Viral reproduction

A perfect shelter: How ebola lives on in the eyes of survivors

Researchers have found a clue to how the ebola virus may remain in the eyes of patients suffering from uveitis – one of the more serious and common complications of the disease. The eye now joins the testes as a location where live Ebola virus can be    found up to one year post-infection. A new study, describes how the    cells responsible for isolating the eye from the immune system, known   as  immune privilege, may also prevent clearance of the virus from   infected  tissue. The study drew on information gained from  observations  in  Sierra Leone where one in four Ebola survivors suffer  from uveitis,  or  inflammation inside the eye, a condition that can  result in vision  loss  or blindness. Sierra Leone was one of the  strongly affected  countries  after an ebola epidemic hit West Africa  three years ago.

The team of investigators introduced live Ebola virus to RPE cells in vitro, where the virus replicated readily.
Source: jaddingt / Shutterstock - Montage

Subdued immune response accountable

The international and interdisciplinary team of investigators, led by Justine Smith, Franzco, PhD, Matthew Flinders Distinguished Professor of Ophthalmology at Flinders University School of Medicine in Australia, introduced live Ebola virus to RPE cells in vitro. The scientists observed the virus readily replicated in the cells, while the cells continued their native function of expressing molecules that limit the ability of the immune system to fight infection. The resulting subdued immune response may be responsible for the persistence of live virus in the eye. Following these results, “there are so many questions that we can pursue,” said Smith. “One is understanding why some Ebola survivors harbor the virus and develop uveitis, while others do not. That answer should help us better understand the mechanisms of post-Ebola eye disease, as well as provide some leads on how to manage it.”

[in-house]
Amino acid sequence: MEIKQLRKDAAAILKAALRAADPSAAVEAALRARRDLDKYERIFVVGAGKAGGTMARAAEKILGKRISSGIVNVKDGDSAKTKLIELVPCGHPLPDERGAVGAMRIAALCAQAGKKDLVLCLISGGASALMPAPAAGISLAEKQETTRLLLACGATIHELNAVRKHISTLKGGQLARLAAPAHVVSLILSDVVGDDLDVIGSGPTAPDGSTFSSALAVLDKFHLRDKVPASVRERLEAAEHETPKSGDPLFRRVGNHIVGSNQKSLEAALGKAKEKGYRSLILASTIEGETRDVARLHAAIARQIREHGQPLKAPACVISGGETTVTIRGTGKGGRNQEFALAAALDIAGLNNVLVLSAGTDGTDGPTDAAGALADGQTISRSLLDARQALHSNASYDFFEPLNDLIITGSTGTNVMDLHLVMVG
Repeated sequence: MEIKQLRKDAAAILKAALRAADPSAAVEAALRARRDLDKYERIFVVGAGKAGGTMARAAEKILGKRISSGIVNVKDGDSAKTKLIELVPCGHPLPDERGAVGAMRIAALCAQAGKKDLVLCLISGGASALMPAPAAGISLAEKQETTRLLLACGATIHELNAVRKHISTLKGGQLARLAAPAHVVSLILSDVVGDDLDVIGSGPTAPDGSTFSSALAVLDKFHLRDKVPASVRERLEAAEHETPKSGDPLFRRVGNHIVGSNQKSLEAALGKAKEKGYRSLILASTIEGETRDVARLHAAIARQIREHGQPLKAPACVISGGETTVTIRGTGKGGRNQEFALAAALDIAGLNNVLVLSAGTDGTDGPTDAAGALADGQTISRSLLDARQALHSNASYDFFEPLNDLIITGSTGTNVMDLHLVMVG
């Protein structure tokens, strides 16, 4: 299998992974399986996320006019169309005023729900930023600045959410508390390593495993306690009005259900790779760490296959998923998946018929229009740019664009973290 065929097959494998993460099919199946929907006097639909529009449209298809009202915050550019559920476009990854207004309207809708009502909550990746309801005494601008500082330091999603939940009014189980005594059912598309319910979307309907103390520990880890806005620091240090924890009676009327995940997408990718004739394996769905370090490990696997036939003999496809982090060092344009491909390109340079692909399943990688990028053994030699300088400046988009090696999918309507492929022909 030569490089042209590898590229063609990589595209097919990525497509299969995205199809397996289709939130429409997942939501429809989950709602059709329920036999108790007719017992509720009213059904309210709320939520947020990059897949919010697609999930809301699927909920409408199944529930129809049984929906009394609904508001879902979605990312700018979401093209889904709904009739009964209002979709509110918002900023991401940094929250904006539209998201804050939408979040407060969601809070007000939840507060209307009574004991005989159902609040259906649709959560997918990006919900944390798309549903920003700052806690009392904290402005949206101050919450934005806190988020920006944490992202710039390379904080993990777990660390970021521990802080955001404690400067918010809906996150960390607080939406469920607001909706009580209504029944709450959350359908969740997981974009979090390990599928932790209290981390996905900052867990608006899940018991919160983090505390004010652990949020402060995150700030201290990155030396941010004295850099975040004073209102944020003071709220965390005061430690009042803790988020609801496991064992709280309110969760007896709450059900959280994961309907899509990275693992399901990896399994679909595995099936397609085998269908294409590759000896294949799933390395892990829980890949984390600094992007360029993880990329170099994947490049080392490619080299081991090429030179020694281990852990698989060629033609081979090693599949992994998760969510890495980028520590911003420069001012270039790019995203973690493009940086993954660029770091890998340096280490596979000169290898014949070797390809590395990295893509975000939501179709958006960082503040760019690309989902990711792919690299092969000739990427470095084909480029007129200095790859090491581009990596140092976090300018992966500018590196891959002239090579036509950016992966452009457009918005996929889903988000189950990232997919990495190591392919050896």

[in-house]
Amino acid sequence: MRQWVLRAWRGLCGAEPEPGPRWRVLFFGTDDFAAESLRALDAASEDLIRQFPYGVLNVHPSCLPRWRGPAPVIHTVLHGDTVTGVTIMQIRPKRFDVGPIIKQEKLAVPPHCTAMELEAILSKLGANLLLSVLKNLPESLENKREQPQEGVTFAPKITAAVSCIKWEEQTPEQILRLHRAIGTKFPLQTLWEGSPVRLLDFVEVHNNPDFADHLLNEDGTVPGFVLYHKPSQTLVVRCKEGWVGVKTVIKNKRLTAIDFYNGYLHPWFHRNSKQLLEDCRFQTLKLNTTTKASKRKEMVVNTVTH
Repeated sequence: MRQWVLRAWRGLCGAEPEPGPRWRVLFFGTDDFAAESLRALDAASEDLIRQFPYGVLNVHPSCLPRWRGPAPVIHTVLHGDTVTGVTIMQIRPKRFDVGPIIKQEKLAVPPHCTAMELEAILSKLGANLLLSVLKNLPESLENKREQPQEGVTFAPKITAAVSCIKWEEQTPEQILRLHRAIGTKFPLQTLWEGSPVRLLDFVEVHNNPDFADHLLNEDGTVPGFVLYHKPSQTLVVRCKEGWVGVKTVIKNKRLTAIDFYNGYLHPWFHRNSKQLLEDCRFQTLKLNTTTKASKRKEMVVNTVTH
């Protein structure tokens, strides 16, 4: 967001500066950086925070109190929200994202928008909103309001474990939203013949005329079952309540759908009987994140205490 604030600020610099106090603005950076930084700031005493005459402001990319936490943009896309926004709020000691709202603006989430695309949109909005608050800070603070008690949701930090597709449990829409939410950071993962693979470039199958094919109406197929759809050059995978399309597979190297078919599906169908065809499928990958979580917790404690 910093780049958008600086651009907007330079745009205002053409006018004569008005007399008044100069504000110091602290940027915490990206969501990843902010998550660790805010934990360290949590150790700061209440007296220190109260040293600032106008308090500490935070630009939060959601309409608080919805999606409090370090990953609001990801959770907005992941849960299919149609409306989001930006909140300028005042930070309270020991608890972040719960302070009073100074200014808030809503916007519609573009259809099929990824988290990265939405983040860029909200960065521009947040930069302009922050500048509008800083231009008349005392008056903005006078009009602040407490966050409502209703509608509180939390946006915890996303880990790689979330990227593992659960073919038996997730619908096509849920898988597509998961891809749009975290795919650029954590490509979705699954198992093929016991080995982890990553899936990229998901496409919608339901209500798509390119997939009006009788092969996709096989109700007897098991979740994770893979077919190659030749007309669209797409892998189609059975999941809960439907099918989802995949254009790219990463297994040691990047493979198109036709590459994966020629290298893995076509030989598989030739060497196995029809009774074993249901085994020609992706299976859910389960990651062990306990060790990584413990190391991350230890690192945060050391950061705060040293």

You can find more information about the study here.

Source: Association for Research in Vision and Ophthalmology


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